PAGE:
Background: Mutation in Odontogenesis-associated phosphoprotein (ODAPH) has been reported to cause recessive hypomineralized amelogenesis imperfecta (AI) in human. However, the exact role of ODAPH in amelogenesis is still unknown.
Results: ODAPH was identified as a novel constituent of the atypical basal lamina located at the interface between maturation ameloblasts and the enamel by dual immunofluorescence staining of ODAPH and LAMC2. Odaph knockout mice were generated to explore the function of ODAPH in amelogenesis. Odaph-/- mice teeth showed severely attrition and reduced enamel mineralization. Histological analysis showed from transition or early-maturation stage, ameloblasts were rapidly shortened, lost cell polarity, and exhibited cell pathology. Abundant enamel matrix marked by amelogenin was retained. Temporary cyst-like structures were formed between flattened epithelial cells and the enamel from maturation stage to eruption. The integrity of the atypical basal lamina was impaired indicated by the reduced diffuse expression of LAMC2 and AMTN. The expression of maturation stage related genes of Amtn, Klk4, Integrinβ6 and Slc24a4 were significantly decreased.
Conclusions: Our results suggested Odaph played vital roles during amelogenesis by maintaining the integrity of the atypical basal lamina in maturation stage, which may contribute to a better understanding of the pathophysiology of human AI. This article is protected by copyright.
Abstract: Mutations of Odontogenesis-Associated Phosphoprotein (ODAPH, OMIM *614829) cause autosomal recessive amelogenesis imperfecta, however, the function of ODAPH during amelogenesis is unknown. Here we characterized normal Odaph expression by in situ hybridization, generated Odaph truncation mice using CRISPR/Cas9 to replace the TGC codon encoding Cys41 into a TGA translation termination codon, and characterized and compared molar and incisor tooth formation in Odaph+/+, Odaph+/C41*, and OdaphC41*/C41* mice. We also searched genomes to determine when Odaph first appeared phylogenetically. We determined that tooth development in Odaph+/+ and Odaph+/C41* mice was indistinguishable in all respects, so the condition in mice is inherited in a recessive pattern, as it is in humans. Odaph is specifically expressed by ameloblasts starting with the onset of post-secretory transition and continues until mid-maturation. Based upon histological and ultrastructural analyses, we determined that the secretory stage of amelogenesis is not affected in OdaphC41*/C41* mice. The enamel layer achieves a normal shape and contour, normal thickness, and normal rod decussation. The fundamental problem in OdaphC41*/C41* mice starts during post-secretory transition, which fails to generate maturation stage ameloblasts. At the onset of what should be enamel maturation, a cyst forms that separates flattened ameloblasts from the enamel surface. The maturation stage fails completely.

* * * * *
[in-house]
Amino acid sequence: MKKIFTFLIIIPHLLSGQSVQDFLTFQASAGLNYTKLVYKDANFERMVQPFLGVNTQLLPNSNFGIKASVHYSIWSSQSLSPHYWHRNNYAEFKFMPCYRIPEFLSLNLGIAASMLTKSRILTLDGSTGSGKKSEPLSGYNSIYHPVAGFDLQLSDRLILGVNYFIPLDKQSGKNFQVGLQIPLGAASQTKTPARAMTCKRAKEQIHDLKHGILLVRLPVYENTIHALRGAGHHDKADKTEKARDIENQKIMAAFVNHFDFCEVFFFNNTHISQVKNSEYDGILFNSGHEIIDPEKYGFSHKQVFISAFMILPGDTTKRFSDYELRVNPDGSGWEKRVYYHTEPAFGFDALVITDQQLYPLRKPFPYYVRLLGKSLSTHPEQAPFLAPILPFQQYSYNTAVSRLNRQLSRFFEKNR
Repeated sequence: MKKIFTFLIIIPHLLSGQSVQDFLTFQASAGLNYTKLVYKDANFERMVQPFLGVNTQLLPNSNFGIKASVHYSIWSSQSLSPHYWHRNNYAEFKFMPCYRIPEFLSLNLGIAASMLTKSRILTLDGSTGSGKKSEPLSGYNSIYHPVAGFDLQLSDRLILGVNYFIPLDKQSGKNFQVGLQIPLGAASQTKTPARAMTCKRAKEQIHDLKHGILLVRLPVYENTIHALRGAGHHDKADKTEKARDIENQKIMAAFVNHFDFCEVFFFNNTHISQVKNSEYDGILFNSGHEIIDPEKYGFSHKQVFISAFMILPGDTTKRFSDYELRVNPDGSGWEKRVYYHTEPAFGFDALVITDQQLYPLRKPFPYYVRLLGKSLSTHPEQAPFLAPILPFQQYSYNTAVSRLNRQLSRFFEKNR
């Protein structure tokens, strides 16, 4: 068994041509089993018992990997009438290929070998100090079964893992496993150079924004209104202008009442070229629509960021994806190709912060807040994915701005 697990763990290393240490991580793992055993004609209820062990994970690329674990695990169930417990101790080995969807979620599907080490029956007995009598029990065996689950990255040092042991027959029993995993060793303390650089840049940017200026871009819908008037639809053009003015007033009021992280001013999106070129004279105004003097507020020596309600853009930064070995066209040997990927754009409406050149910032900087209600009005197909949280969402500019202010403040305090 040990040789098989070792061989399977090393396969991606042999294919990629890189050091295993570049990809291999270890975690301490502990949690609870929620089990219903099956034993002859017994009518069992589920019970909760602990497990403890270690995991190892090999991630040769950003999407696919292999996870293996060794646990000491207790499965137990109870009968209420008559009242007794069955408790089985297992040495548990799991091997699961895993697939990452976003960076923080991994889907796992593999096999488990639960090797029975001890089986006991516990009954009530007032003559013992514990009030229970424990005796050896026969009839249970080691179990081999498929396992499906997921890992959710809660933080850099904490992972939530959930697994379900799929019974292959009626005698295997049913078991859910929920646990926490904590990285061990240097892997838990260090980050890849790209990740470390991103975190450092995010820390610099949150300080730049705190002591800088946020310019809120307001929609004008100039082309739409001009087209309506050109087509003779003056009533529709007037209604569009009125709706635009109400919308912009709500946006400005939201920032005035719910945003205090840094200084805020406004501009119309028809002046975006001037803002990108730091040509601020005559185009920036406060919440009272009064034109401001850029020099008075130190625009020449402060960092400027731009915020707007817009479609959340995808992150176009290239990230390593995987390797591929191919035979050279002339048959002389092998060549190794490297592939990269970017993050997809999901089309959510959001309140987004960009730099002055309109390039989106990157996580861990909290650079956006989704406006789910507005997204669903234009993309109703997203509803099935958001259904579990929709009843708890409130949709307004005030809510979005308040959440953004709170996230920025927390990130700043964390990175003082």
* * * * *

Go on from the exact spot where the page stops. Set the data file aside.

Abstract: Autozygosity mapping and clonal sequencing of an Omani family identified mutations in the uncharacterized gene, C4orf26, as a cause of recessive hypomineralized amelogenesis imperfecta (AI), a disease in which the formation of tooth enamel fails. Screening of a panel of 57 autosomal-recessive AI-affected families identified eight further families with loss-of-function mutations in C4orf26. C4orf26 encodes a putative extracellular matrix acidic phosphoprotein expressed in the enamel organ. A mineral nucleation assay showed that the protein's phosphorylated C terminus has the capacity to promote nucleation of hydroxyapatite, suggesting a possible function in enamel mineralization during amelogenesis.
|077-86||ODAPH (23-53) (Mouse)||100 µg||$215|
|077-84||ODAPH (24-55) (Human)||100 µg||$225|
|077-88||ODAPH (56-118) Amide (Human)||100 µg||$350|
|077-90||ODAPH (74-126) (Mouse)||100 µg||$350|